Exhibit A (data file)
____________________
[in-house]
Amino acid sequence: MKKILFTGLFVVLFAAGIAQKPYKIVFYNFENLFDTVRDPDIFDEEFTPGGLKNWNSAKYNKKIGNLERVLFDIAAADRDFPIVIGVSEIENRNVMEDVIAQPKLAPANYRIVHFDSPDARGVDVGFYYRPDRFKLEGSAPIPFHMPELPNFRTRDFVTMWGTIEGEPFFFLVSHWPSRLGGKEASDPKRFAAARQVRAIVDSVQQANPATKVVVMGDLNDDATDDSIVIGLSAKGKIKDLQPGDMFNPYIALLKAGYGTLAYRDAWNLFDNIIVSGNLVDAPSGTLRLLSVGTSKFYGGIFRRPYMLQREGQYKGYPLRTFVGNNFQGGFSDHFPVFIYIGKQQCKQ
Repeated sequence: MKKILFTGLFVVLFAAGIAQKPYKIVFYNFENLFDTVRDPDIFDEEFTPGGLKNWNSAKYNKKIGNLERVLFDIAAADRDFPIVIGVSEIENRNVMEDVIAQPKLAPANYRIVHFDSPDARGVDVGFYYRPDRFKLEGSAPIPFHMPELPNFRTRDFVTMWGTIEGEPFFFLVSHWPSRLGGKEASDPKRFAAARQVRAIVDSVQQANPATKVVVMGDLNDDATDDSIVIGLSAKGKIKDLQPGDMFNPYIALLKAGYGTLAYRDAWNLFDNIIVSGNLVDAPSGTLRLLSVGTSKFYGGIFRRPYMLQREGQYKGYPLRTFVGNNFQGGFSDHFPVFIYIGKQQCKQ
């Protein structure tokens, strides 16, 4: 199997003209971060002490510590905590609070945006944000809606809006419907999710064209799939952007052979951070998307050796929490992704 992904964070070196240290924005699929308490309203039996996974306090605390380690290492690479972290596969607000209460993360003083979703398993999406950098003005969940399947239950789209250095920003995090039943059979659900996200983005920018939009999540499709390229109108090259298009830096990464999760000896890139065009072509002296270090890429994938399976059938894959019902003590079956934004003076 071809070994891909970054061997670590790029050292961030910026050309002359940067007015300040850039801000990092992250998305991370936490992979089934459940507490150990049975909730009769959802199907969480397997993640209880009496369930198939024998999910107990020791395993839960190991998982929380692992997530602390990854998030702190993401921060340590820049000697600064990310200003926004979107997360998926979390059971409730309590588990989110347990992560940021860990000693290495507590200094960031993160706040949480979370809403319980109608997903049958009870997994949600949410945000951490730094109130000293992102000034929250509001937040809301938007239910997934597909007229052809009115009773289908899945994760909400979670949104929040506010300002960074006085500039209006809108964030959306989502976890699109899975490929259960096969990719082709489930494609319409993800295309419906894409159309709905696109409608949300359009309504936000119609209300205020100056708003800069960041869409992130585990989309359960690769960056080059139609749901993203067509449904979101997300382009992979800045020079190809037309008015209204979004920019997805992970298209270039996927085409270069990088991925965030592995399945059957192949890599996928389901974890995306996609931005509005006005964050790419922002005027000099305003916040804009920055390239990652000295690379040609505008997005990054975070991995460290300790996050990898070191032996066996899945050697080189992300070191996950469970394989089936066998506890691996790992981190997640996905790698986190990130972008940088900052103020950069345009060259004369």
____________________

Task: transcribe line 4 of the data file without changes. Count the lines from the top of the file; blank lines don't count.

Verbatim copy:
């Protein structure tokens, strides 16, 4: 199997003209971060002490510590905590609070945006944000809606809006419907999710064209799939952007052979951070998307050796929490992704 992904964070070196240290924005699929308490309203039996996974306090605390380690290492690479972290596969607000209460993360003083979703398993999406950098003005969940399947239950789209250095920003995090039943059979659900996200983005920018939009999540499709390229109108090259298009830096990464999760000896890139065009072509002296270090890429994938399976059938894959019902003590079956934004003076 071809070994891909970054061997670590790029050292961030910026050309002359940067007015300040850039801000990092992250998305991370936490992979089934459940507490150990049975909730009769959802199907969480397997993640209880009496369930198939024998999910107990020791395993839960190991998982929380692992997530602390990854998030702190993401921060340590820049000697600064990310200003926004979107997360998926979390059971409730309590588990989110347990992560940021860990000693290495507590200094960031993160706040949480979370809403319980109608997903049958009870997994949600949410945000951490730094109130000293992102000034929250509001937040809301938007239910997934597909007229052809009115009773289908899945994760909400979670949104929040506010300002960074006085500039209006809108964030959306989502976890699109899975490929259960096969990719082709489930494609319409993800295309419906894409159309709905696109409608949300359009309504936000119609209300205020100056708003800069960041869409992130585990989309359960690769960056080059139609749901993203067509449904979101997300382009992979800045020079190809037309008015209204979004920019997805992970298209270039996927085409270069990088991925965030592995399945059957192949890599996928389901974890995306996609931005509005006005964050790419922002005027000099305003916040804009920055390239990652000295690379040609505008997005990054975070991995460290300790996050990898070191032996066996899945050697080189992300070191996950469970394989089936066998506890691996790992981190997640996905790698986190990130972008940088900052103020950069345009060259004369």